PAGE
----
US horizontal versus vertical rigs
According to oil service company Baker Hughes (BHI), the US horizontal rig count fell by eight in the week ending September 18—compared to the previous week’s count. This marked the fourth consecutive weekly fall in the horizontal rig count. In the 12 months ending September 18, the number of horizontal rigs in operation fell by 701 or 52%. Currently, there are 640 active horizontal rigs. This is 732 less than the record high of 1,372 on November 21, 2014. This represents a fall of 53%. Horizontal rig counts repeatedly set and broke new records throughout 2014.
The number of vertical rigs in operation didn’t change last week. They stayed at 119. In the 12 months ending September 18, the number of vertical rigs fell by 259 or 69%. The number of directional rigs in operation rose by two in the week ending September 18.
The four-week average loss in horizontal rigs was nine for the week ending September 18. In comparison, the four-week average fall was seven for the week ending September 11. Four-week averages give a smoother view of this trend, which can otherwise be quite volatile on a weekly basis. So, even on a smoothed basis, it looks like horizontal rigs are taking a turn for the worse.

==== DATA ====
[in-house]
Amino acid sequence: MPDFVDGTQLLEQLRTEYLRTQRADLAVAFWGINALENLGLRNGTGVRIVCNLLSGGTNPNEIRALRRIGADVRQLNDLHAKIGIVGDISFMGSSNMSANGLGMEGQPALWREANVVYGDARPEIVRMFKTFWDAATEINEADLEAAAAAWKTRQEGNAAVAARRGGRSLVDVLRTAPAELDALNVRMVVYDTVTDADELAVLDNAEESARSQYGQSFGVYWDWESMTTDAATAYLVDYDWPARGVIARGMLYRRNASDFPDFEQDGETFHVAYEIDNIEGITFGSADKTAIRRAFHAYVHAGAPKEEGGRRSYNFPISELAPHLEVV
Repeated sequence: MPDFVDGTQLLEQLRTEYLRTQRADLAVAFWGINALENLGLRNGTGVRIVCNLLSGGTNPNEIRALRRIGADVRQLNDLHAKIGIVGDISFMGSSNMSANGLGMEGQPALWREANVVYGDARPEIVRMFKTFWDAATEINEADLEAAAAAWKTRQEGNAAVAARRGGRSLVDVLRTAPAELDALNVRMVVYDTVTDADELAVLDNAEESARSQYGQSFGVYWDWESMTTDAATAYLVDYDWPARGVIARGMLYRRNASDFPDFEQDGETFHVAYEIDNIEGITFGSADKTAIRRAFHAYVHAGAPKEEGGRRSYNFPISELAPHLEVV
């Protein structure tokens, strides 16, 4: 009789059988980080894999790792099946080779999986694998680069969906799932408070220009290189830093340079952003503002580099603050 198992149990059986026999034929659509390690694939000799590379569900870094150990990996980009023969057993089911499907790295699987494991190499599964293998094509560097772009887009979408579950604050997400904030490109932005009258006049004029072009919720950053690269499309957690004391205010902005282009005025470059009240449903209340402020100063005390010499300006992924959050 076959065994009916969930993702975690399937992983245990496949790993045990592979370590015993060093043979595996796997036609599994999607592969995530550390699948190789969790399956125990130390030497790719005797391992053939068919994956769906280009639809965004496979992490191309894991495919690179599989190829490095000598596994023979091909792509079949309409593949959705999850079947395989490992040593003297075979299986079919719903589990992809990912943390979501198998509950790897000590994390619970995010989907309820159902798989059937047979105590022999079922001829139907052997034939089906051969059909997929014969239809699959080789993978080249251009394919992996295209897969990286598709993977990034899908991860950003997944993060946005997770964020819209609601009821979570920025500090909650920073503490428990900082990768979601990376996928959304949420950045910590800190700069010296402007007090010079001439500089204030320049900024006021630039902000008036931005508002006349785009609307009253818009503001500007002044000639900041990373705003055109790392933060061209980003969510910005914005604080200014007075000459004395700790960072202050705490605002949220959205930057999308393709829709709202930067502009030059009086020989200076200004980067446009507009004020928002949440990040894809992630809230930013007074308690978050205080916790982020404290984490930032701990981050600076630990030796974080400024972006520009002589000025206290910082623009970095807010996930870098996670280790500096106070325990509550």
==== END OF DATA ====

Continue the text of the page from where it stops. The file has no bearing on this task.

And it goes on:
Horizontal rigs and the shale boom
At the end of August 2015, the horizontal rig count was still up by ~101%—compared to the count in January 2007. During this period, the number of active vertical rigs fell by ~87%. The rise in the number of horizontal rigs occurred in tandem with the US shale boom.
Companies tap unconventional, or shale, oil and gas reserves using a combination of horizontal drilling and hydrofracking. Vertical wells are typically used in conventional production.
How are energy companies impacted?
Energy companies like Whiting Petroleum (WLL), ExxonMobil (XOM), Royal Dutch Shell (RDS.A), Marathon Oil (MRO), Pioneer Natural Resources (PXD), and Continental Resources (CLR) operate in unconventional resource shales. They use horizontal drilling extensively.
A fall in the number of active horizontal rigs shows that these companies could be reducing the horizontal drilling operations that drove the US shale boom. Whiting Petroleum accounts for 0.94% of the SPDR S&P Oil & Gas Exploration & Production ETF (XOP) and 0.25% of the Vanguard Energy ETF (VDE).
The shale boom also helped midstream MLPs like Magellan Midstream Partners (MMP), Crestwood Midstream Partners (CMLP), Buckeye Partners (BPL), and EQT Midstream Partners (EQM) boost their revenue over the last seven years.